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Spoon-billed Sandpiper Calidris pygmaea   - Non-breeding
Spoon-billed Sandpiper
Photographer : © Arka Sarkar
Location :Pak Thale, Petchaburi, Thailand
Date : 27 December 2016
English synonyms:Spoonbilled Sandpiper, Spoonbill Sandpiper, Spoon-bill Sandpiper
Bird Family :Tringinae - Godwits, Curlews, Shanks, Sandpipers, Tattlers, Turnstones, Dowitchers, Knots, Stints, Dunlin, Ruff & Phalaropes
Red Data Status :Critically Endangered
Remarks :The wader hotspot of Pak Thale in Petchaburi province of Thailand is an area of shrimp ponds, salt pans and mudflats along the coast. This habitat and the adjoining Laem Pak Bia host a significant number of waders every winter. These include various Gulls and Terns, good numbers of Broad-billed Sandpipers, Red-necked Stints, Nordmann’s Greenshank, Malaysian Plover (resident), Great Knot, Red-necked Phalarope, Asian Dowitcher, Long-toed Stint etc. But the most important and sought after visitors are the Spoon-billed Sandpipers, a few of which arrive every winter.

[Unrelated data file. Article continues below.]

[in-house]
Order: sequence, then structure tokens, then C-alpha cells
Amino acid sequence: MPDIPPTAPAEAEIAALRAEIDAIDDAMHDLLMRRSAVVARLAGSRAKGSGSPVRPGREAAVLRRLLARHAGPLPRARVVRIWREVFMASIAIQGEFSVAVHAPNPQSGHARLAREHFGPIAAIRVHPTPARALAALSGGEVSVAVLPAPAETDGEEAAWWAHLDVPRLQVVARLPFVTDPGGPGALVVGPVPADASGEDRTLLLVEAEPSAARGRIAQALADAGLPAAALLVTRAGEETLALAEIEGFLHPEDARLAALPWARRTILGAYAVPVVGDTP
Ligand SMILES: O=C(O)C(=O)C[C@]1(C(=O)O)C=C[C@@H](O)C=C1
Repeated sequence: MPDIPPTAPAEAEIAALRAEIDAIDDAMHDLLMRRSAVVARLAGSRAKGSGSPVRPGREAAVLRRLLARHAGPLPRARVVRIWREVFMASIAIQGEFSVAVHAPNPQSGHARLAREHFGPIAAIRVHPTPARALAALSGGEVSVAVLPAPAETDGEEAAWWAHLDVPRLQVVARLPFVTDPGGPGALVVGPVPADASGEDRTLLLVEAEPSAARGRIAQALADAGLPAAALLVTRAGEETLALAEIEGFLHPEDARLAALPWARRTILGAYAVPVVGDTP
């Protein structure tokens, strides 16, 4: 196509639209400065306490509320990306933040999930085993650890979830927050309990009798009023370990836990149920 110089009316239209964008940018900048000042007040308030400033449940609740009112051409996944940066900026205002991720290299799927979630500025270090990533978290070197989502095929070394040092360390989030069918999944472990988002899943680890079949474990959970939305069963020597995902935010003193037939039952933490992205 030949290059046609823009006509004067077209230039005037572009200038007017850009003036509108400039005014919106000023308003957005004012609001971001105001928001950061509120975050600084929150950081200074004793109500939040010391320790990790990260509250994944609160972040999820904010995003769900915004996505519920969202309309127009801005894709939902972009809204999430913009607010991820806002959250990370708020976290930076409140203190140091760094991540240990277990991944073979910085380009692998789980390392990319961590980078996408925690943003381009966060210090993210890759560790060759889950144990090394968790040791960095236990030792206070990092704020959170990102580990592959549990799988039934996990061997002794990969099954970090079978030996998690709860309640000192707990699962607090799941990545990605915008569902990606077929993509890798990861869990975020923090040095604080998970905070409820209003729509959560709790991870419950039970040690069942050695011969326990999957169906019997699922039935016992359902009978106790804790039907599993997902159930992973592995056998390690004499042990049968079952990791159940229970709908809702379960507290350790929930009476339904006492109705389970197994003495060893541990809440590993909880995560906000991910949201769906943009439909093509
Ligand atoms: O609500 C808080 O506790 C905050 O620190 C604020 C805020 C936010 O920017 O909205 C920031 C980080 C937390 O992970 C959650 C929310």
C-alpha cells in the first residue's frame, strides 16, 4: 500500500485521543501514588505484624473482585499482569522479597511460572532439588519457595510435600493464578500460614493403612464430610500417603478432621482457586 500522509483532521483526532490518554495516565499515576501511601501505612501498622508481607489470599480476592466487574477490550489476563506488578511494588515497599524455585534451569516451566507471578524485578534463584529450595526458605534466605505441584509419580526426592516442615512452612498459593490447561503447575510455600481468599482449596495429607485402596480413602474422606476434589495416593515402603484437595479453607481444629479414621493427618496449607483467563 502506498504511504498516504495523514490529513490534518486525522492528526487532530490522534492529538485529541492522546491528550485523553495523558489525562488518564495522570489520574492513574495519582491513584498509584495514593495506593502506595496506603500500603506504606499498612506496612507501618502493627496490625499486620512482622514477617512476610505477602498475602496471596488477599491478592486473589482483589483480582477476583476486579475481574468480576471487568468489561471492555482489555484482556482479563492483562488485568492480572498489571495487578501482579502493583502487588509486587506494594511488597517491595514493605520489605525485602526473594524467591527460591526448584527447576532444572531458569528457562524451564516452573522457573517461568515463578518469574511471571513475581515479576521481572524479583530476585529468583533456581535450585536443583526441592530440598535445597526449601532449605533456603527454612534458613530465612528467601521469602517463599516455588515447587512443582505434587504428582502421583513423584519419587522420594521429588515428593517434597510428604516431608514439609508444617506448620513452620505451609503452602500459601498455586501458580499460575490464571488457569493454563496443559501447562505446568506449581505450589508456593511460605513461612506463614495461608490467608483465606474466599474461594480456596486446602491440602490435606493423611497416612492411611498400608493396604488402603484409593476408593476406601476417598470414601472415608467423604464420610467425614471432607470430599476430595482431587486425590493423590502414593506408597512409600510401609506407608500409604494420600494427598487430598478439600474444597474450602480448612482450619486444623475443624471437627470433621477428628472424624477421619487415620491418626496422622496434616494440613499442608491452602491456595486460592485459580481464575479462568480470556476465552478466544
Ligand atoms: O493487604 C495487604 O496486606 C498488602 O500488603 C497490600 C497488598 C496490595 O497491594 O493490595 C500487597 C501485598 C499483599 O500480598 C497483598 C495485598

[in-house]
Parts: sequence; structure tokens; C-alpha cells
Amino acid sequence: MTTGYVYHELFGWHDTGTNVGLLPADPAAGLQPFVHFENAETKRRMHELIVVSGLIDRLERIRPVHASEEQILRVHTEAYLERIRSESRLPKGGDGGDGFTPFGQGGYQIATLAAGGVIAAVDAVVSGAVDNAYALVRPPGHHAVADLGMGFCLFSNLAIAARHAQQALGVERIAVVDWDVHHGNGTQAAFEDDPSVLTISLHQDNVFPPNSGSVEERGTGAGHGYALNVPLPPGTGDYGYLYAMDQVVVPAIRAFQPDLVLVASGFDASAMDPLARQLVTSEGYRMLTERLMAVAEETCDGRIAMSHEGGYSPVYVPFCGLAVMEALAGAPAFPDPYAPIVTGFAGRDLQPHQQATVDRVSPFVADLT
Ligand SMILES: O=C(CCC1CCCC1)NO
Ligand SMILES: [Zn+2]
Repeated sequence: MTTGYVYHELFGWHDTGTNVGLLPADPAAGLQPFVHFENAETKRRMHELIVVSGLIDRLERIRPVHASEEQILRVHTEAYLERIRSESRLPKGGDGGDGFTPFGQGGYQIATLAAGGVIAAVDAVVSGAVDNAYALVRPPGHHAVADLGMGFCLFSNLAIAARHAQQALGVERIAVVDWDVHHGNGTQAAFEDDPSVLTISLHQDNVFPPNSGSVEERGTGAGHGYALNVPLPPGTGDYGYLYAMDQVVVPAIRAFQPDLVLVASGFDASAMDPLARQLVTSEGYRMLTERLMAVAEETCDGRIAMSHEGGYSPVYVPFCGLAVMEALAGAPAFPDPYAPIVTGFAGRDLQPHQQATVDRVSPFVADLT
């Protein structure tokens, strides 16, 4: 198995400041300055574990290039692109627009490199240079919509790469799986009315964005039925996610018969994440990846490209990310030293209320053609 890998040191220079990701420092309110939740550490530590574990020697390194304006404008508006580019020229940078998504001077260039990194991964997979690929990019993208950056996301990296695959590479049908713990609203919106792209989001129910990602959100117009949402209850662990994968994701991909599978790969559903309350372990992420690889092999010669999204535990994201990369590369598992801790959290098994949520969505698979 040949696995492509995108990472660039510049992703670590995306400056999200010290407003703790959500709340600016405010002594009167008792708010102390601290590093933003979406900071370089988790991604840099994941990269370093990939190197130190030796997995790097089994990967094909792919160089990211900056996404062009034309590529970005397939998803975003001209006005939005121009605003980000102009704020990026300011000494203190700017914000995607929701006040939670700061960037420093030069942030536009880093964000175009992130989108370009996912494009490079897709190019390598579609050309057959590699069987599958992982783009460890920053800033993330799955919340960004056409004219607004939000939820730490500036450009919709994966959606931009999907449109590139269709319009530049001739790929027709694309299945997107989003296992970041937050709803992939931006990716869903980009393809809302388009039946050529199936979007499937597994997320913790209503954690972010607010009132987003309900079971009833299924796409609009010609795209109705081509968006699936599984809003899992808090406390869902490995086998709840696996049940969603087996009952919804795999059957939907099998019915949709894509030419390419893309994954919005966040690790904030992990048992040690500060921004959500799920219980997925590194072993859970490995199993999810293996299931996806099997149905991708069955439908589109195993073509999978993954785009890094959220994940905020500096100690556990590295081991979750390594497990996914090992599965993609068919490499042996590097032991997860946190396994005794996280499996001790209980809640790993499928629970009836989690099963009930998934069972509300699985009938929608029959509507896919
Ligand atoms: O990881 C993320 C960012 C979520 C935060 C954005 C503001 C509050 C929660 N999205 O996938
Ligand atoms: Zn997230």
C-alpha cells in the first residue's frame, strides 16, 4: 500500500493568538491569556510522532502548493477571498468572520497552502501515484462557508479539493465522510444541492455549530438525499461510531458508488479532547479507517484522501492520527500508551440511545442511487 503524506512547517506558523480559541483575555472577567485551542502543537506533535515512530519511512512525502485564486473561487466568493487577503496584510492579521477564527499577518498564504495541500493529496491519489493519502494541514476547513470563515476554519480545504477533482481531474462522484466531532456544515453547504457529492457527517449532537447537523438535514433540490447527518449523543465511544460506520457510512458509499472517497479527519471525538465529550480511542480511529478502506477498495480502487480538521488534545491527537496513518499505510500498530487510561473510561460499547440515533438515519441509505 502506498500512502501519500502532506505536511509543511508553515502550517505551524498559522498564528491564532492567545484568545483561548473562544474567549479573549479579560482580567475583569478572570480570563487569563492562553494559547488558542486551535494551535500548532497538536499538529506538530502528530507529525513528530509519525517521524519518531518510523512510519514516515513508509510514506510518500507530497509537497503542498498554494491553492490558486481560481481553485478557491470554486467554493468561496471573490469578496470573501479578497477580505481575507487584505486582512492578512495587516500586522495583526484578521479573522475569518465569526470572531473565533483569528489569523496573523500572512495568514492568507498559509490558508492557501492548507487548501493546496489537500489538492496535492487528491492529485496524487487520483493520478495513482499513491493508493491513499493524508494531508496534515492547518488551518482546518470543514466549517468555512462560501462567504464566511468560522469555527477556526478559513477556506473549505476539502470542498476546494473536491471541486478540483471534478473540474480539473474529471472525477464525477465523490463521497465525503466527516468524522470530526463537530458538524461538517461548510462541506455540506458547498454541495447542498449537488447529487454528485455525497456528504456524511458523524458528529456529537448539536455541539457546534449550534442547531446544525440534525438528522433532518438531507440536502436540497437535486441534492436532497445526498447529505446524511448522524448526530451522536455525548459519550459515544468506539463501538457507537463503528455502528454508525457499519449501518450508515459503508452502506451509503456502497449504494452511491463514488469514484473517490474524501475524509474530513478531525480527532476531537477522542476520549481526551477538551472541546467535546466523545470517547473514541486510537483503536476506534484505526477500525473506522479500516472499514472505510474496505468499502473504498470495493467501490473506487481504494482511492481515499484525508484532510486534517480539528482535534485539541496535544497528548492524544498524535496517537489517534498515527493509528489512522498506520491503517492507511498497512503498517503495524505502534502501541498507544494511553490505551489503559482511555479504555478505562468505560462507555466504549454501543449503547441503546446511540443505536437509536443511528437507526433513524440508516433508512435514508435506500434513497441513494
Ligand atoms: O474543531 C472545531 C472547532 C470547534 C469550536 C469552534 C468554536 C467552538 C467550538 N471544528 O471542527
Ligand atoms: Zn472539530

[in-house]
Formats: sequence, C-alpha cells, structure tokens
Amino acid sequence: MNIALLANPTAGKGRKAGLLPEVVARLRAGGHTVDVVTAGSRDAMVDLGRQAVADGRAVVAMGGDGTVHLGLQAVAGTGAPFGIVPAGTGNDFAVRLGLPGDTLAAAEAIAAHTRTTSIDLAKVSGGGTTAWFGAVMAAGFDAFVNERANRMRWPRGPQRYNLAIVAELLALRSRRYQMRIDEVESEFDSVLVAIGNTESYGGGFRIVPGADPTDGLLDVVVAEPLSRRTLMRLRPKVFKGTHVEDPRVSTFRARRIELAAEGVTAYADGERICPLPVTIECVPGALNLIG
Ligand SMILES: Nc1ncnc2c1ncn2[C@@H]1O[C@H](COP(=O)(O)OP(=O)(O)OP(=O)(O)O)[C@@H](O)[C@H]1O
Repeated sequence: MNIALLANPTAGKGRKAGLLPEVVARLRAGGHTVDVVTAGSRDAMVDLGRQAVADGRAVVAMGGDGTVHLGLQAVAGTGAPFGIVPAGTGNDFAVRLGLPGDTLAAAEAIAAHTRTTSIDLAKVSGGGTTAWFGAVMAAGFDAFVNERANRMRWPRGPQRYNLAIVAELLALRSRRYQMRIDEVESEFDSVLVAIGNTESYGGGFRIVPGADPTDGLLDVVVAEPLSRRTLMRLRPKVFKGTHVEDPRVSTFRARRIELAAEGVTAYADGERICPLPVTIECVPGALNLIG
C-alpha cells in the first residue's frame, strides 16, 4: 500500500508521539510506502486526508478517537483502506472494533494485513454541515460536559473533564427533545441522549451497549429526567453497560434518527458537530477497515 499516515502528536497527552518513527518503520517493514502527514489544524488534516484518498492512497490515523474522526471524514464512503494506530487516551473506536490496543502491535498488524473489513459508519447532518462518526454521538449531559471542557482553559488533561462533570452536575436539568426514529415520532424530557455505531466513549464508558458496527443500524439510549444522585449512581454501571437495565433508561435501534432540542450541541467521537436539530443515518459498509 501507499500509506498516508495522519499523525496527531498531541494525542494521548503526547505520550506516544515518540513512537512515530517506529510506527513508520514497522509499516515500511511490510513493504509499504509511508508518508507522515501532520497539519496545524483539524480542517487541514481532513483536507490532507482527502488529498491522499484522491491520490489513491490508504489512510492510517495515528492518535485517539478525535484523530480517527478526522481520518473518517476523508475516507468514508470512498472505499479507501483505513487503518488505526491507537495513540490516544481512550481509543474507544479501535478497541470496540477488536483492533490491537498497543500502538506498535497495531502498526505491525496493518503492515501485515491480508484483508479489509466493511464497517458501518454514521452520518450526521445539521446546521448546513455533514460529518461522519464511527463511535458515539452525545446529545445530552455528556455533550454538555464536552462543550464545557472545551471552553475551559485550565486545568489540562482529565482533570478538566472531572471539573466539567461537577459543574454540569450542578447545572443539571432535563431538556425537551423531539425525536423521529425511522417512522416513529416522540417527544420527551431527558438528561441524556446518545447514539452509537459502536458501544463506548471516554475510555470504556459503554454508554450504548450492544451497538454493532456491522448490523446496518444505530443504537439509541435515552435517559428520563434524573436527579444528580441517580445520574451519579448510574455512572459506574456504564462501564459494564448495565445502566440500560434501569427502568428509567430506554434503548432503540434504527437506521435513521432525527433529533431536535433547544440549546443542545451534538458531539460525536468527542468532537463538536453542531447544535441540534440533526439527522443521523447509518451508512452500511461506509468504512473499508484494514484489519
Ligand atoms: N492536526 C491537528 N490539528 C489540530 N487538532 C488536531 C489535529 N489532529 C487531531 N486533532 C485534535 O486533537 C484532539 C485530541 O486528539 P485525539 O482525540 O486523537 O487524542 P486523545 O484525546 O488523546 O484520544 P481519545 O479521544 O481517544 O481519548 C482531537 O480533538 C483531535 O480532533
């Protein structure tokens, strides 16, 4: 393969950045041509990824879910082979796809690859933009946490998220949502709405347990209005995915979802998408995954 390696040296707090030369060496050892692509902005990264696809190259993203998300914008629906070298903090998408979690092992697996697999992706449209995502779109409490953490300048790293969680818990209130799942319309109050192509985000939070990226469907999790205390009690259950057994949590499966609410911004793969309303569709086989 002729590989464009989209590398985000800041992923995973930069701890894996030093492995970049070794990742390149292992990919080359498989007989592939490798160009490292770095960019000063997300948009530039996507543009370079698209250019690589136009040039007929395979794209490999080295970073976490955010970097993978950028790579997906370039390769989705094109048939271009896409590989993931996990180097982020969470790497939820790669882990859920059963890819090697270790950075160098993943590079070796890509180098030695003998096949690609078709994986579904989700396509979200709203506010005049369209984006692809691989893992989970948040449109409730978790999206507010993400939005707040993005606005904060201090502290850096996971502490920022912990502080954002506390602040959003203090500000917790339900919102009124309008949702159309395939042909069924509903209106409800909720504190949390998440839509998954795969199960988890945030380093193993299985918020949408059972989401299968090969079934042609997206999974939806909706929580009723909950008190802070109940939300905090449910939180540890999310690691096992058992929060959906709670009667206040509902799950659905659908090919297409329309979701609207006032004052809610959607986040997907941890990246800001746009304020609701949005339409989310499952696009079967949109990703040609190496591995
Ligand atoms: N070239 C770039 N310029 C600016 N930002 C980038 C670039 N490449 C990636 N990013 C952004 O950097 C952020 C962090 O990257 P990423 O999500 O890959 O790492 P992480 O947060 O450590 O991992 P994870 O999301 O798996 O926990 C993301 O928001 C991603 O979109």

Finding the SBSP in Pak Thale takes a little time, as there are only about half a dozen birds amidst large flocks of waders – possibly around 10,000 or more over the entire area. They associate with Red-necked Stints and Broad-billed Sandpipers, and are very much like the former in shape and size. But with patience and a good telescope, it is not too difficult to find the birds eventually. What is most distinctive in field is the quick bobbing motion of the head while feeding. It is usually the most animated bird in a feeding flock. It keeps its head down for longer than other birds and combs through the mud.

I scoped in on my first Spoonie after 20 minutes, and found more birds on at least half a dozen occasions. But the flocks took flight frequently, harrowed by a Peregrine and Brahminy Kites. At times people working around some of these shrimp farms and salt pans caused them to fly and resettle. Finally, I managed to see the last bird that I scoped for a good 15 mins. In my conservative estimates, there were at least 5 Spoon-billed Sandpipers.

This is a bird that I wanted to see for long but it evokes mixed emotions, knowing that it is critically endangered due to the numbers coming down by 90% in the last 15 years, and that there are less than 400 left.

A video of this bird can be seen at https://www.youtube.com/watch?v=MUnVGX-RQkk - AS